- what is known by the person about him/herself and is also known by others – open area, open self, free area, free self, or ‘the arena’
- what is unknown by the person about him/herself but which others know – blind area, blind self, or ‘blindspot’
- what the person knows about him/herself that others do not know – hidden area, hidden self, avoided area, avoided self or ‘facade’
- what is unknown by the person about him/herself and is also unknown by others – unknown area or unknown self
One of the tools that we are using in English this year is called the Johari window. It was developed by Joseph Luft and Harry Ingham in 1955 to help people better understand their relationship with self and others (from Wikipedia). This tool gives us a common language within the classroom. The size of the open-area indicates the level of trust, effective communication, cooperation, and understanding. Learning and creativity in a group setting will be at its highest when the open area is large.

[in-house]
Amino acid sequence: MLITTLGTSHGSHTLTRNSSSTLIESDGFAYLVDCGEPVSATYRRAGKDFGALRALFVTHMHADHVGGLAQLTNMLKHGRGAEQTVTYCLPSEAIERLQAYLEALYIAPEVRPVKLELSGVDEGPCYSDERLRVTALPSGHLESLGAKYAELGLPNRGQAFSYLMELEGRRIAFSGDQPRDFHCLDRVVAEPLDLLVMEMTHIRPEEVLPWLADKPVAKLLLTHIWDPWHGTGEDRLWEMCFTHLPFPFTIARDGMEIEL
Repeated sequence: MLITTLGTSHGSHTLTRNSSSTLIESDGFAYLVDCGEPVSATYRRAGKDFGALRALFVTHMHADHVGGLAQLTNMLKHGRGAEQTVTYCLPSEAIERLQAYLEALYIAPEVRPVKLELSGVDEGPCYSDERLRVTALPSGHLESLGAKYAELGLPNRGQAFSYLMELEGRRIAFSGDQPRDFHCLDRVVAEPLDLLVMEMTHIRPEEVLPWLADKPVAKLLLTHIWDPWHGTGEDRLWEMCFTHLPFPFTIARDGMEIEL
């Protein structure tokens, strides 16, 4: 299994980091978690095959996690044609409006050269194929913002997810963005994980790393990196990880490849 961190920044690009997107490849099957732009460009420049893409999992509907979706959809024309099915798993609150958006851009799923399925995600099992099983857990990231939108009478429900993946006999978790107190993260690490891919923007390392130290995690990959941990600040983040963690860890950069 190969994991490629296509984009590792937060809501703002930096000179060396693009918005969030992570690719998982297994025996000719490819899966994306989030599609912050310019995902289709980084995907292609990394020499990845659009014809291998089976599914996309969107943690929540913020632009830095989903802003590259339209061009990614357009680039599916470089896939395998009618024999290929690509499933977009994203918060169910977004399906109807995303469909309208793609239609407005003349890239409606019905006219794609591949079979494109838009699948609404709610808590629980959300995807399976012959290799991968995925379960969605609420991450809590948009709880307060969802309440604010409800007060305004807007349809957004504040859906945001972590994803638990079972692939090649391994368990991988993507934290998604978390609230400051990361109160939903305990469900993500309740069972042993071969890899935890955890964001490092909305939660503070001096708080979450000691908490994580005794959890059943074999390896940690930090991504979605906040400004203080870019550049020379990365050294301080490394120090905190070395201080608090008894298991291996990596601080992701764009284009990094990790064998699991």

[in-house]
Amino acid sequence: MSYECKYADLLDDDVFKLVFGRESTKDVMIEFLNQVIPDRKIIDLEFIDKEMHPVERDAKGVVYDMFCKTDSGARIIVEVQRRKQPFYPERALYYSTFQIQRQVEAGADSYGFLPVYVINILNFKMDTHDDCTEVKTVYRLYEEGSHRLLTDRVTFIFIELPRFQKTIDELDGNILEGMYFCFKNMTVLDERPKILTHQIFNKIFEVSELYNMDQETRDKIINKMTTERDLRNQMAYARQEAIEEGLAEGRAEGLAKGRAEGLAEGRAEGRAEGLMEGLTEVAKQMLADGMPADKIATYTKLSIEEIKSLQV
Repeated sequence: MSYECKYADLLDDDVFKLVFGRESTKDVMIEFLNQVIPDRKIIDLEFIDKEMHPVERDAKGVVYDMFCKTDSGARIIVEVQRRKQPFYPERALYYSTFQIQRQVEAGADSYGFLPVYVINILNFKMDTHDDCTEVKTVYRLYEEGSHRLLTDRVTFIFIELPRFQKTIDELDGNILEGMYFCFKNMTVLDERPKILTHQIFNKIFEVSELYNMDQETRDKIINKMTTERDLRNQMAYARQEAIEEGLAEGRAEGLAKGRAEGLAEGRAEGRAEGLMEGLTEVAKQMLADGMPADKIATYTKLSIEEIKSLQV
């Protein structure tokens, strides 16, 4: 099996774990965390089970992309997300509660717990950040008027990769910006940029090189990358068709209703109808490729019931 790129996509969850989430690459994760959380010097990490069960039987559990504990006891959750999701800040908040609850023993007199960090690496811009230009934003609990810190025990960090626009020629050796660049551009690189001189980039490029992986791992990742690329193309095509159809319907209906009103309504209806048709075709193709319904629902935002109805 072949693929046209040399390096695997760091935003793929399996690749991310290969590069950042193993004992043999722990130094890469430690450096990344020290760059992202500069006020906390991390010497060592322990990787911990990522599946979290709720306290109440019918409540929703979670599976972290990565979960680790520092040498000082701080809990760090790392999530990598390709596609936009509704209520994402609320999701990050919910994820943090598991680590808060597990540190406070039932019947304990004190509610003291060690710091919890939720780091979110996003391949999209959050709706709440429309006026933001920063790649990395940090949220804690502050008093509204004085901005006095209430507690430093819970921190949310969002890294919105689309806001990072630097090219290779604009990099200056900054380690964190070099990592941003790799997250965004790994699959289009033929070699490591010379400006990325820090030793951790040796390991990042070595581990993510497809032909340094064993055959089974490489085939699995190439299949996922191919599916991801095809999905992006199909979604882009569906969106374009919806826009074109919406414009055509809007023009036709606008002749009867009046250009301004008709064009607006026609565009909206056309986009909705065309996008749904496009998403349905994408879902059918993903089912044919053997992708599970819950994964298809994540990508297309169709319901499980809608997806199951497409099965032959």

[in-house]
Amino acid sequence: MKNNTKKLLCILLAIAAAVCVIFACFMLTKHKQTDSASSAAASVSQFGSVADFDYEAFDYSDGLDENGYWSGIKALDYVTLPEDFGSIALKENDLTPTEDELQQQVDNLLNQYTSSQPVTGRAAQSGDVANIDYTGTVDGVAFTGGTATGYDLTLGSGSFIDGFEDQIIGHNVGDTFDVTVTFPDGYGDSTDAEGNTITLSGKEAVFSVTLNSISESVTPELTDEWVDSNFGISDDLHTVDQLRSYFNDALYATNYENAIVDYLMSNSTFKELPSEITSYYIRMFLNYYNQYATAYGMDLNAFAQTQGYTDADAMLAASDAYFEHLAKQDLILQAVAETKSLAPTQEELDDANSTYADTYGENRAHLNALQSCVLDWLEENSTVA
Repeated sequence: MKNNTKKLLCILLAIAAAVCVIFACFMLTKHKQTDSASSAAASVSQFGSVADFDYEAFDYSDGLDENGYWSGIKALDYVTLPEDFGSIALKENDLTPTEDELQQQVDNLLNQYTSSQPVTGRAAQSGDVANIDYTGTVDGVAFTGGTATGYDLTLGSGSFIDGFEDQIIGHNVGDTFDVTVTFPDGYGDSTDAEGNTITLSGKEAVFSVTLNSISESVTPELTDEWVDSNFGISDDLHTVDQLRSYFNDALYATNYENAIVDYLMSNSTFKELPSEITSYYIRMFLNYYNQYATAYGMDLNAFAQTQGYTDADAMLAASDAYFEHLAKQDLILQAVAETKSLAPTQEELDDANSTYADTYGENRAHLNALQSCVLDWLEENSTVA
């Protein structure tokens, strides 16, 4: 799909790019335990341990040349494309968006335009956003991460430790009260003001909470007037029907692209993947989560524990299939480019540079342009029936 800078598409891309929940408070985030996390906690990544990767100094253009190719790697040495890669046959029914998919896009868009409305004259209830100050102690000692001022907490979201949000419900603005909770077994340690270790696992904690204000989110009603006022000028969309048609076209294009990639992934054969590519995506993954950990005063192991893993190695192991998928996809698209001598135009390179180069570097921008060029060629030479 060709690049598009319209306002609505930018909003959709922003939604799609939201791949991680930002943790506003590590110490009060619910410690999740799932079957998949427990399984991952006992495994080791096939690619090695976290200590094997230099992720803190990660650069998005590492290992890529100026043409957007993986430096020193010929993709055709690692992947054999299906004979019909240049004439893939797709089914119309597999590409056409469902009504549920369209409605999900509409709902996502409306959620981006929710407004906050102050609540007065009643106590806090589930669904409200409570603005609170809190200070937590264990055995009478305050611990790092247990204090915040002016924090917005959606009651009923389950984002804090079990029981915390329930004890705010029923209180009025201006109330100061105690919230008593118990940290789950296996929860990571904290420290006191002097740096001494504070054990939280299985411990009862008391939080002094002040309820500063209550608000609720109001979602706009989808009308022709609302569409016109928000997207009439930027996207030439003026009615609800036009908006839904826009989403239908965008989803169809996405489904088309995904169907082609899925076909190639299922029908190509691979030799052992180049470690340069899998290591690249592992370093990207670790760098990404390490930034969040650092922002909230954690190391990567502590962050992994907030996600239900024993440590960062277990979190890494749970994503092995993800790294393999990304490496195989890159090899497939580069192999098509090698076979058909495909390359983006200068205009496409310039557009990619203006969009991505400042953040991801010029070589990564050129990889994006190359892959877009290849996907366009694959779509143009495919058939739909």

One of the goals this year is to create an environment where students can share their ideas openly. This certainly a very ambitious goal and takes an effort on the part of all. As the diagram above indicates, this can only be done voluntarily. No one can be forced to do this. As we “tell” a little more of our ‘hidden’ self, and “ask” and learn more about our ‘blind’ self, I believe that we open the door to discover the many gifts and talents that lie in the “unknown” self.